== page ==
[Slide 22]

“The Dogs Bark, but the Caravan Moves On: الكلاب تنبح والقافلة تسير” A very good Arab proverb, but you just might want to check why those dogs are barking

In an operate and maintain culture such as ours where what is most prized is being able to repeat a procedure or program over and over again, there will be lots of chatter around the kind of risk-taking espoused in this valedictory. Some of that will come from caution. Some of it will come from politics. And although we believe that our efforts will improve what we might consider to be a broken system our experiments, our climbs, our shots may threaten that system. As Ronald Heifetz says, “There is no such thing as a broken system. The system is working for someone.” If that is the case, if our moves complicate the interests of others but not those of ETS, we need to understand this and move on — to not be distracted unnecessarily. Controls and culture raise a powerful clamor whenever someone goes against them. We take that for granted and we remember the advice of the great Winston Churchill that stopping to throw stones at every dog that barks at us means we will never get anywhere. Heeding every criticism and complaint will foil all of our experiments. Failing forward, failing better, by definition challenges the way things are and raises a ruckus.

Sometimes though the dogs are barking because the caravan is headed into quicksand. And one way for us to deal with that is to be more willing to engage in vigorous forms of dialogue. Throughout my 15 years here, I’ve been inspired by the work of Roger Schwarz, which is  builds upon the work of other great experts like Richard Hackman and Chris Argyris. Roger’s principles of transparency and curiosity are paramount. One of the most important things that I have been able to do here but that I still consider failing forward is the introduction of Roger’s work on team effectiveness. If we were all in body its values, assumptions, and behavior, we would be a much more effective organization.

However, I also believe that we should not be afraid to argue. Now there are those who believe that I enjoy arguing too much, that disputation is my default. I am not going to argue with that judgment. We must take into account each other’s styles and preferences to a certain degree. However, argument is good and our experiments benefit from it because with good argument there is a freer flow of information, a more likely generation of useful knowledge. If you don’t believe me, then consider what one of the founders of knowledge management and knowledge creation, Ikujiro Nonaka said, “In the act of creating, people argue. They have heated dialogue. They get upset! Without real exchange, we can’t create knowledge. Knowledge creation is a human activity.” 

But we should not let our argument descend into just barking back and forth and I regret the times I fell into that hole. If the object of our failing forward is some kind of transformational change whether internal or external then we need to use the advice of that old friend Edwin Nevis and engage the resistance. Be curious and find out why others are fighting us so strongly. It may be that they are doing so because they are anchored to the status quo or just of their status. That is their truth. However, it may be that they see aspects of reality that we have missed. That is their truth, and we can make our effort a stronger experiment by blending in this new information. In failing forward, in failing better, we are advantaged by adopting what Bob Kegan and Lisa Lahey call a multiframe view of the world, one in which we understand that our frame is not the only one, and we get curious about those other frames without necessarily adopting all of them.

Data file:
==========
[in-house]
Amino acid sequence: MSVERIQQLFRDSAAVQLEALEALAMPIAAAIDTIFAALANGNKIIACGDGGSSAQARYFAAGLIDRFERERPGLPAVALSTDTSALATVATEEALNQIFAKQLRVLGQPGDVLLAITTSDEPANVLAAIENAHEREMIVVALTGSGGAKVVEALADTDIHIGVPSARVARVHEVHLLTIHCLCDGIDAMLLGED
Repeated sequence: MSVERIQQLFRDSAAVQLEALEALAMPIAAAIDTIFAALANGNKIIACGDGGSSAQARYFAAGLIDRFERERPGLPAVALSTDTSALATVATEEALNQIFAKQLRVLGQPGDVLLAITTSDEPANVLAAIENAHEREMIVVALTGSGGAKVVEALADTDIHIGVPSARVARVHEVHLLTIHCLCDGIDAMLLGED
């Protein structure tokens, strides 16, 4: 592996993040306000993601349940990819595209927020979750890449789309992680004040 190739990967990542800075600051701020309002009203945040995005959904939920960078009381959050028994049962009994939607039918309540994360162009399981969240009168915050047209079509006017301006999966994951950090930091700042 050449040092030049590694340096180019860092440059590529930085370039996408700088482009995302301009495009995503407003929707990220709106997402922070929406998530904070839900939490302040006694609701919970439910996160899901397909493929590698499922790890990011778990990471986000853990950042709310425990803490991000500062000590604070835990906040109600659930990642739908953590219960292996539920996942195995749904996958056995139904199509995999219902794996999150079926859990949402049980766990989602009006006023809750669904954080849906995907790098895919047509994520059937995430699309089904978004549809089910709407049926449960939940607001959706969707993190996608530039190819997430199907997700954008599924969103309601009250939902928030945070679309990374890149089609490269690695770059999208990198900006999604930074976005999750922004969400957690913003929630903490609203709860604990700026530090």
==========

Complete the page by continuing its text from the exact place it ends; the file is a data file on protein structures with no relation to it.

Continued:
‘Don’t Kid Yourself’

family motto of the Elliotts as dictated by my father, John T. Elliott 

There is no twist here.

This is one of our Wedding pictures from 1983. That slightly dazed look on Marjorie’s face 

is because my father has just leaned over to her and told her the Family motto: don’t kid yourself. He wasn’t kidding as I can attest from growing up as his son and working alongside of my brothers and my sister in his electrical engineering business. In a way, I learned from those experiences to admit failure so as to learn from it but also to avoid putting the community in the double bind of pretending things are successes that are in actuality failures.

When we fail whether in missing the shot or sliding back down the mountain on one of those climbs or as an organization, we should not kid ourselves as to what occurred. To shift the story and widen or narrow the framework is not just dishonest, but a theft of the opportunity to learn whether individually or communally. If we look at any type of scorecard results and the marks placed there don’t match the experiences of those in our community, we invoke Orwell and his doublespeak. When we ‘declare victory’, ‘move the goal posts closer’, or just act as if nothing happened in a failure, we disturb the very order of things. RJ Keefe reminded me recently in his writing that Confucius insisted the principle of “zheng ming, or ‘right names.’ Call a spade a spade. … It is regrettable to temper one’s speech to facts on the ground. However necessary, it is never okay. We must always struggle to avoid or at least to confine it.” xii We must not kid ourselves about our failures or our successes.